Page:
Selling Gardasil at the Movies

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When moviegoers catch up on the antics of Carrie, Miranda, Samantha and Charlotte this summer, many will first have to sit through a big screen ad for Gardasil, the vaccine against human papilloma virus (HPV) that is aimed at combating cervical cancer. The ad campaign by the drug manufacturer Merck debuted during the premiere of Sex and the City and will run through June 26 in movie theaters across the country. The ad campaign, according to Merck, is aimed at 19-26-year-old women. It will also will be shown before other summer movie releases including Get Smart>/i> that likely will reach younger audiences — Gardasil is approved for girls age nine to 26.

Although the stated aim of the movie ads is to reach the 19-26 year olds, who dominate the Sex and the City fan base, the ad also will be shown in theaters playing movies like You Don't Mess with the Zohan and The Incredible Hulk raising speculation that young boys may be a target. Merck has acknowledged it is testing Gardasil on boys and young men who can carry the HPV virus with an eye to seeking FDA approval.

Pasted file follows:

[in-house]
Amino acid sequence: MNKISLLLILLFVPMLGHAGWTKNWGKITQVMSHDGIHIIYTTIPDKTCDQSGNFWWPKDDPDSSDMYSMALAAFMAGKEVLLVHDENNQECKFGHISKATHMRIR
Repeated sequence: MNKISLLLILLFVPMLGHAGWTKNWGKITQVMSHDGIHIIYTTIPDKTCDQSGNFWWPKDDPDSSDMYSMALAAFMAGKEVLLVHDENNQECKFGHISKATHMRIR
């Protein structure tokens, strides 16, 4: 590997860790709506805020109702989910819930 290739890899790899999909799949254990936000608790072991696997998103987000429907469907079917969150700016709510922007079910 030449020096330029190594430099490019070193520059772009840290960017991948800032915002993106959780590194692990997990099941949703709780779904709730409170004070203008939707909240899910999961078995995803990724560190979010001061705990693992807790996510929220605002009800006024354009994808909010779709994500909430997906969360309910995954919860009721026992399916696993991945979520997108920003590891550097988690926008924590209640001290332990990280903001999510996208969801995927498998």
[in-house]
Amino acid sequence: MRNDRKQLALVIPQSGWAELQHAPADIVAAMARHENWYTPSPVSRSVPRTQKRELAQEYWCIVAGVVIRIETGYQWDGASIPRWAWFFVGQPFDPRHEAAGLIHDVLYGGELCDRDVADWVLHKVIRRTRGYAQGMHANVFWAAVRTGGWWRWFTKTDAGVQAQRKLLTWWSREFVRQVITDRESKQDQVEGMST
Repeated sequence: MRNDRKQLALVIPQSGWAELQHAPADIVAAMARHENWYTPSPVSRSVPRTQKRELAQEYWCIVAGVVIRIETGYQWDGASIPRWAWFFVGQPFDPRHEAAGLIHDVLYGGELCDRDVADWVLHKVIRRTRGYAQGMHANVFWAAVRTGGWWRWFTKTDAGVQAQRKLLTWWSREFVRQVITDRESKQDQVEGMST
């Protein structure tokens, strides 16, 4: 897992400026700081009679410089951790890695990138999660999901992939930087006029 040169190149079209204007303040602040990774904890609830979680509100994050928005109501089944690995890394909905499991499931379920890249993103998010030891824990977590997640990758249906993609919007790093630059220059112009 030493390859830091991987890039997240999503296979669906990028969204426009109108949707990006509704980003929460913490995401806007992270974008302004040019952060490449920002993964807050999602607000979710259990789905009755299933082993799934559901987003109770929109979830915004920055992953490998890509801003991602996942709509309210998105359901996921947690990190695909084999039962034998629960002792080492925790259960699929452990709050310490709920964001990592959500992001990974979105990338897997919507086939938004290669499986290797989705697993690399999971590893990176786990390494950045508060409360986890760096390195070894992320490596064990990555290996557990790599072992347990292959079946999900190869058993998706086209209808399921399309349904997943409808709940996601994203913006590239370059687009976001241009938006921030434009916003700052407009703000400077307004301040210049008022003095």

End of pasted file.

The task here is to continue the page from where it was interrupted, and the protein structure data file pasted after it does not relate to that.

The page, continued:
It is the latest in Merck's attempt to get the word out on its breakthrough vaccine. Last year, Merck was criticized for its association with the "Women in Government" lobbying campaign that drafted female state legislators in persuading their colleagues to adopt mandatory Gardasil vaccinations for young girls. The push caused a ruckus in some quarters and advocates like Texas Gov. Rick Perry, a conservative Republican, found himself under fire from his own supporters when he tried to mandate the vaccinations. His executive order was reversed by the state legislature.

Merck has not said how much the movie ad buy cost the company, but it has acknowledged that it is about the same as last year's television buy for a spot dubbed "I chose..." which now can be seen on the company's website. The ad features mothers talking to their daughters about the need to address HPV concerns. Gardasil protects against four strains of the HPV virus, two of which cause 70% of cervical cancer cases. The other two strains can cause other HPV manifestations like genital warts. A study last year published in the New England Journal of Medicine has also found a link between the virus and throat cancer, prompting speculation that the vaccine might be useful in treating HPV spread by oral sex.